On October 31, 2017, Québec’s Finance Minister, Carlos J. Leitão, introduced Bill 150, An Act respecting mainly the implementation of certain provisions of the Budget Speeches of 17 March 2016 and 28 March 2017 (“Bill 150”). In this article, we will discuss the changes made to the Act respecting the distribution of financial products and services (the “Act”) relating to damage insurance brokerage.
The following is a summary of the main changes to the Act involving damage insurance brokerage based on Minister Leitão’s speech introducing Bill 150.
New rules for products’ offering, firm registration and disclosure
Damage insurance brokers will be required to offer clients products from at least four insurers that do not belong to the same financial group, namely insurers who are not affiliated with the firm. It will be interesting to hear comments from damage insurance brokers about the implementation of this new rule, which benefits consumers and will increase transparency.
Note that a broker who is unable to offer clients insurance products from at least four insurers may nonetheless continue offering insurance products but must make every effort to comply with this rule and keep on file any information proving these efforts were made. The Autorité des marchés financiers (the “AMF”) may verify compliance with this provision during an inspection and require that a firm and its representatives change their registration to that of an agency if the broker’s “efforts” are considered insufficient. This exception to the new obligation to offer products from at least four insurers seems to require that brokers be able to prove to the AMF that they have made the required efforts to offer a client an insurance proposal from at least four insurers.
Registration of a damage insurance firm will be made based on its representatives’ registration categories:
- a firm will be a damage insurance agency if it acts through damage insurance agents;
- a firm will be a damage insurance brokerage firm if its acts through damage insurance brokers.
A damage insurance agent offers damage insurance products to the public on behalf of a firm that is an insurer or is bound by an exclusive contract with a single insurer. A damage insurance broker offers a range of damage insurance products directly to the public from several insurers and, under Bill 150, from at least four insurers, by client proposal.
Firms will be subject to new disclosure requirements on their website and in their communications with clients:
- a damage insurance agency will be required to disclose the name of the insurers with which it is bound by an exclusive contract and which products are included in such contract; and
- a damage insurance brokerage firm will be required to disclose the name of the insurers for which it offers insurance products.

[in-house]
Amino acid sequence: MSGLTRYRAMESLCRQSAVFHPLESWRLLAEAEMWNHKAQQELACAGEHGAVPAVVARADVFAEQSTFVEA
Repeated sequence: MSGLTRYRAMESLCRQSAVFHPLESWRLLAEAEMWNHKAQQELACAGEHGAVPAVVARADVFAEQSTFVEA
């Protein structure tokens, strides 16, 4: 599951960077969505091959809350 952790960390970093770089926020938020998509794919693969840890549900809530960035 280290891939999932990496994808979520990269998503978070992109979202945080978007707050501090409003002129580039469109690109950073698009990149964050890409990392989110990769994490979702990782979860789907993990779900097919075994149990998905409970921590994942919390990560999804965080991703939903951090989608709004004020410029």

Ownership of damage insurance brokerage firms
The 20% rule is maintained but in a different form. Consultations pertaining to the 20% rule were held in the spring of 2017.1 During these consultations, the industry was asked to comment on the need to maintain this rule and on possible alternatives for managing conflicts of interest between damage insurance brokerage firms and insurers.
According to the changes proposed in Bill 150, registration as a damage insurance brokerage firm is prohibited if a financial institution, financial group or legal person affiliated with them has a significant interest in the firm’s decisions or equity. “Significant interest” means:
- with respect to a firm’s decisions, the power to exercise 20% or more of the voting rights attached to the shares issued by the firm; and
- with respect to a firm’s equity, holding shares issued by the firm that represent 20% or more of its equity capital.
Section 148 of the Act, which prohibited a financial institution, financial group or a legal person affiliated with them from holding more than 20% of the voting rights or shares of a damage insurance firm acting through a damage insurance broker, is repealed.
The legislator specifies that the 20% rule under Bill 150 does not prohibit any financing agreement or any service contract between a financial institution and a firm. Recall that in 2007, the AMF published a staff notice2 concerning the ownership of damage insurance brokerage firms which said that, to ensure that firms remained independent, a financial institution could not sign a financing agreement with a firm unless the terms of such agreement were those that would be agreed to by a lender at arm’s length.
The changes proposed by Bill 150 are in addition to those set out in Bill 1413, which proposes an extensive reform of the laws governing Québec’s financial sector.